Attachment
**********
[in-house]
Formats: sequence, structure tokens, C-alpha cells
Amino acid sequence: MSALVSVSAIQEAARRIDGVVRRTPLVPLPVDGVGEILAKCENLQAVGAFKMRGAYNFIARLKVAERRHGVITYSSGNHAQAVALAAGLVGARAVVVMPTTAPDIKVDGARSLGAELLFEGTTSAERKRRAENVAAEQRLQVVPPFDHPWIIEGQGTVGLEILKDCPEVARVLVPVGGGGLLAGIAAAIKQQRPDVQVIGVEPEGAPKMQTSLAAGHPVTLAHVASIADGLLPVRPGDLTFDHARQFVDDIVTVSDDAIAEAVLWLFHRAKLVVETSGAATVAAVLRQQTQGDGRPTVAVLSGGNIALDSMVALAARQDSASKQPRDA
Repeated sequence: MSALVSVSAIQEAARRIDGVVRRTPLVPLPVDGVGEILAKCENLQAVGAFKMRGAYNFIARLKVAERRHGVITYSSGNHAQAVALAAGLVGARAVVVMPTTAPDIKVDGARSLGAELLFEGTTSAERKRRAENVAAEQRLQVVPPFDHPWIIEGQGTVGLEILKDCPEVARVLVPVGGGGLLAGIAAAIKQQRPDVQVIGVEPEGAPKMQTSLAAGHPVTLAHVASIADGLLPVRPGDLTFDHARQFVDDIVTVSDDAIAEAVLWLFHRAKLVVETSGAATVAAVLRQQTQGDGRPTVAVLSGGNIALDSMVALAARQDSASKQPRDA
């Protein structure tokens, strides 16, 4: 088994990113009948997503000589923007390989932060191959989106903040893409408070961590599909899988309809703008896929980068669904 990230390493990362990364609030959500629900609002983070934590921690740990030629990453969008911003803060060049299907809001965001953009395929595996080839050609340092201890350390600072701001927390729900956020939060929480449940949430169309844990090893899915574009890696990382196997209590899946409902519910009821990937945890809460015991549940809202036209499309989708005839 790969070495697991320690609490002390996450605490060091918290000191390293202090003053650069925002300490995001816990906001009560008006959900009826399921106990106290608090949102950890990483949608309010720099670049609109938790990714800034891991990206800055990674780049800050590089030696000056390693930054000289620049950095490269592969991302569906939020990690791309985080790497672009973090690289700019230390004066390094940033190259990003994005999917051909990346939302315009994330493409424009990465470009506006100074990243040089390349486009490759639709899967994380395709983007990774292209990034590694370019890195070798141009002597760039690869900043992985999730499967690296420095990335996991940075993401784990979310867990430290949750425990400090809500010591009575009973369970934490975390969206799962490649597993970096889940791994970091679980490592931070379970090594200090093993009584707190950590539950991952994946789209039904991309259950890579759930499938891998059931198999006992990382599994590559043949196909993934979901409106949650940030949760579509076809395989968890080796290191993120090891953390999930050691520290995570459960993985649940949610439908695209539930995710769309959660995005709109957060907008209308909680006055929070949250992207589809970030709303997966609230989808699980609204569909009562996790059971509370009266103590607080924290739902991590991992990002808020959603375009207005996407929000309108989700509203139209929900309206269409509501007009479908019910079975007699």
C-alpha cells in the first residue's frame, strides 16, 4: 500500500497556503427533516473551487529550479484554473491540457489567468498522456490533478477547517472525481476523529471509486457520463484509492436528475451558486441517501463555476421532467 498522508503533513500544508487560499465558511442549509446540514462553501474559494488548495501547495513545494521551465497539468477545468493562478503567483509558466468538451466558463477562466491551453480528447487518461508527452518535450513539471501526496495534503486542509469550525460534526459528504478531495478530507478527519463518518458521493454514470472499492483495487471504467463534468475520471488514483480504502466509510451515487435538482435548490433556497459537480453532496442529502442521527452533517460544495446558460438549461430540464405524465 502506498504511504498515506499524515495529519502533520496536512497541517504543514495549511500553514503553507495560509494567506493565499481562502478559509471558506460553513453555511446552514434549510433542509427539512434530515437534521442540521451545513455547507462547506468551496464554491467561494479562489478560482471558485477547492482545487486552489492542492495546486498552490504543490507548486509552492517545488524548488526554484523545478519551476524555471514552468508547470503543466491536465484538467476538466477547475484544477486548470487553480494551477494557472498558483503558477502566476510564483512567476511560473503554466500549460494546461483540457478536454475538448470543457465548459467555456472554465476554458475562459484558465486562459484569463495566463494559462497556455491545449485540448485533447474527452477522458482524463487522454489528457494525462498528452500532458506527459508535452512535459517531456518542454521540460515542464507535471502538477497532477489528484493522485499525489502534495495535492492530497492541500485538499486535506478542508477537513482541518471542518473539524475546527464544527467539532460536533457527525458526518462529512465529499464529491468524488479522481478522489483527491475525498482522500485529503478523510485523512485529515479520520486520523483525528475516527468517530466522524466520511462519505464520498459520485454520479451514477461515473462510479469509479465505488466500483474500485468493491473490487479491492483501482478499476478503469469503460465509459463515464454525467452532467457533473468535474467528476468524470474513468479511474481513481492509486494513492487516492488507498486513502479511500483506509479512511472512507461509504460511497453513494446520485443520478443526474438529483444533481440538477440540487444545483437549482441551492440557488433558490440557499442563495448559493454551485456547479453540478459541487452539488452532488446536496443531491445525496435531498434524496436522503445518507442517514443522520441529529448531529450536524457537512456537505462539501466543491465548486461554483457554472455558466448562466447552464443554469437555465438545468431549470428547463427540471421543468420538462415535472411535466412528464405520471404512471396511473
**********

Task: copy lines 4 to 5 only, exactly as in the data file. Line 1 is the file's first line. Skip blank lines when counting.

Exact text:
Repeated sequence: MSALVSVSAIQEAARRIDGVVRRTPLVPLPVDGVGEILAKCENLQAVGAFKMRGAYNFIARLKVAERRHGVITYSSGNHAQAVALAAGLVGARAVVVMPTTAPDIKVDGARSLGAELLFEGTTSAERKRRAENVAAEQRLQVVPPFDHPWIIEGQGTVGLEILKDCPEVARVLVPVGGGGLLAGIAAAIKQQRPDVQVIGVEPEGAPKMQTSLAAGHPVTLAHVASIADGLLPVRPGDLTFDHARQFVDDIVTVSDDAIAEAVLWLFHRAKLVVETSGAATVAAVLRQQTQGDGRPTVAVLSGGNIALDSMVALAARQDSASKQPRDA
């Protein structure tokens, strides 16, 4: 088994990113009948997503000589923007390989932060191959989106903040893409408070961590599909899988309809703008896929980068669904 990230390493990362990364609030959500629900609002983070934590921690740990030629990453969008911003803060060049299907809001965001953009395929595996080839050609340092201890350390600072701001927390729900956020939060929480449940949430169309844990090893899915574009890696990382196997209590899946409902519910009821990937945890809460015991549940809202036209499309989708005839 790969070495697991320690609490002390996450605490060091918290000191390293202090003053650069925002300490995001816990906001009560008006959900009826399921106990106290608090949102950890990483949608309010720099670049609109938790990714800034891991990206800055990674780049800050590089030696000056390693930054000289620049950095490269592969991302569906939020990690791309985080790497672009973090690289700019230390004066390094940033190259990003994005999917051909990346939302315009994330493409424009990465470009506006100074990243040089390349486009490759639709899967994380395709983007990774292209990034590694370019890195070798141009002597760039690869900043992985999730499967690296420095990335996991940075993401784990979310867990430290949750425990400090809500010591009575009973369970934490975390969206799962490649597993970096889940791994970091679980490592931070379970090594200090093993009584707190950590539950991952994946789209039904991309259950890579759930499938891998059931198999006992990382599994590559043949196909993934979901409106949650940030949760579509076809395989968890080796290191993120090891953390999930050691520290995570459960993985649940949610439908695209539930995710769309959660995005709109957060907008209308909680006055929070949250992207589809970030709303997966609230989808699980609204569909009562996790059971509370009266103590607080924290739902991590991992990002808020959603375009207005996407929000309108989700509203139209929900309206269409509501007009479908019910079975007699």